Albert "Bert" Foster liked to say sailboat racing was akin to a chess match.

So many moving parts to consider: the wind, the water, the geometry of the race. Foster took to the sport with a fierce competitive spirit and unyielding focus.

Foster, 80, most recently of Spring Park and formerly of Deephaven, died May 22.

Born in St. Louis, Foster attended Cornell University, graduating in 1960. He moved to Minnesota after taking a job with St. Louis-based Emerson in 1965, according to his wife, Carmella Zagone Foster.

"He was passionate about everything he did, and it was contagious," she said.

Especially sailing. His longtime friend Ernest Brody said, "Sailing is one of those things that, once you've done it, you get the hook in your mouth, and you're addicted."

Foster left an enduring legacy at the Wayzata Yacht Club, where he was one of its earliest members as well as race committee chair for much of the time and commodore from 1975 to 1976. He also served on the Wayzata Community Sailing Center board for many years.

He was known for recruiting members to the yacht club and to sailing, particularly women. Today, the Wayzata Yacht Club has more women sailors as a percentage of membership than any yacht club in the world. He was awarded the club's Lifetime Achievement Award in 2015.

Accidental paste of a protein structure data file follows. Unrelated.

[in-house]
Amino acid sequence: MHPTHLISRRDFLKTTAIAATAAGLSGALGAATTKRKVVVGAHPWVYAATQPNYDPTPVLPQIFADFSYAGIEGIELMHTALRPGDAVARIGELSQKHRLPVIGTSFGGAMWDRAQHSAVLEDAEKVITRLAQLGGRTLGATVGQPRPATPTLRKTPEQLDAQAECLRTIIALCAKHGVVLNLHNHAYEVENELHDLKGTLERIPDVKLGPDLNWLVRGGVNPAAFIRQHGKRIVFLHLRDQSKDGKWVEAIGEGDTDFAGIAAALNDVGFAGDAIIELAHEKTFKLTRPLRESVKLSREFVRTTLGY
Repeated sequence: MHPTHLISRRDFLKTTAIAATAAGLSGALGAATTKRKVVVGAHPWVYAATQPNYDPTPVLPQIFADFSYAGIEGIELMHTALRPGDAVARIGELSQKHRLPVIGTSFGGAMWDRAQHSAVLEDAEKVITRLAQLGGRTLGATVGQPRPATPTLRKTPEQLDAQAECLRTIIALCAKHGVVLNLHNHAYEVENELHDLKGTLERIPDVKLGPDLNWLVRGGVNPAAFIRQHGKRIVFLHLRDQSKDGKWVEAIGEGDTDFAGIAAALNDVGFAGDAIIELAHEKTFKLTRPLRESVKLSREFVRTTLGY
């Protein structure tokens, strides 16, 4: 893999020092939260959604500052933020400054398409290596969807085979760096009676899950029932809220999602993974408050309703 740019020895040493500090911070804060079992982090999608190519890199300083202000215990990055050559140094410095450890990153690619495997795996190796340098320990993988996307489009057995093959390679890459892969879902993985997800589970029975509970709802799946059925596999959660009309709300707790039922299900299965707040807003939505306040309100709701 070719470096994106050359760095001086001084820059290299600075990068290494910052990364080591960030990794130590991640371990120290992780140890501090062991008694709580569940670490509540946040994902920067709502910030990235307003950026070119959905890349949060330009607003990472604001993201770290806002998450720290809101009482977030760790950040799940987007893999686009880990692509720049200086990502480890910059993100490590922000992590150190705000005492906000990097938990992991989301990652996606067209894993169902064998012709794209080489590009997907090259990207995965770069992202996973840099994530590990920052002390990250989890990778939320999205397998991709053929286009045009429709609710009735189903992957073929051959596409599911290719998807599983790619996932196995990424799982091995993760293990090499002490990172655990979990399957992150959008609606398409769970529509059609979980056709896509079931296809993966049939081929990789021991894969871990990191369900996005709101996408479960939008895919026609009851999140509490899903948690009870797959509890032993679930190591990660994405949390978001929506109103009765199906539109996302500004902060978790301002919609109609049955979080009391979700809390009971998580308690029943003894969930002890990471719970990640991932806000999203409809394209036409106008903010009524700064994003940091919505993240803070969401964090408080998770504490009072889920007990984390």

"We couldn't go out to lunch at a restaurant without Bert recruiting the entire wait staff to come out to the club," his wife said.

He insisted that sailing and the yacht club should appeal to everyone, and he railed against the sport's perceived snootiness.

The club "is a very welcoming place, and Bert emphasized that. He said everyone should be welcome," Brody said.

For many decades, Foster and Brody ran the club's new-sailor program, which they referred to as the "Bert and Ernie Show." (Their boat was called the "Sesame Street.") Foster also officiated at many regattas, including those held at Bayfield Race Week and by the Lake of the Woods International Sailing Association.

Fifty years ago, Foster lost the use of one of his arms in a hunting accident. But he still continued to sail, qualifying as a member of the U.S. Disabled Sailing team from 2007 to 2011. He competed the world over using a sailboat called "Captain Hook."

Foster had a business career as chief executive of CirTec and American Plastics Exchange. He was a broker for Dean Witter and attended the Harvard Business School Executive Program.

He was also active in civic affairs, representing Deephaven on the Lake Minnetonka Conservation District board for 17 years, serving as chair from 2001 to 2004.

He was a member of St. Martin's by-the-Lake Episcopal Church in Minnetonka Beach, serving on the foundation board and as a member of the vestry.

In addition to his wife, Foster is survived by sons Albert "Terry" Foster, Andrew Foster and William Foster; their mother, Lucinda "Cindy" Goodale Pratt; a brother, Torrey Foster; a sister, Claire Evans; stepchildren Mike Lee, Kathy Lee Rassouli, Christine Lee Athey, Steve Lee, Amada Busch, Zachariah Busch and Andrew Busch; five grandchildren; and seven stepgrandchildren. He was preceded in death by a sister, Marian Foster Clifford.

A celebration of Foster's life will be held at 2 p.m. Saturday, Aug. 5, at the Wayzata Yacht Club.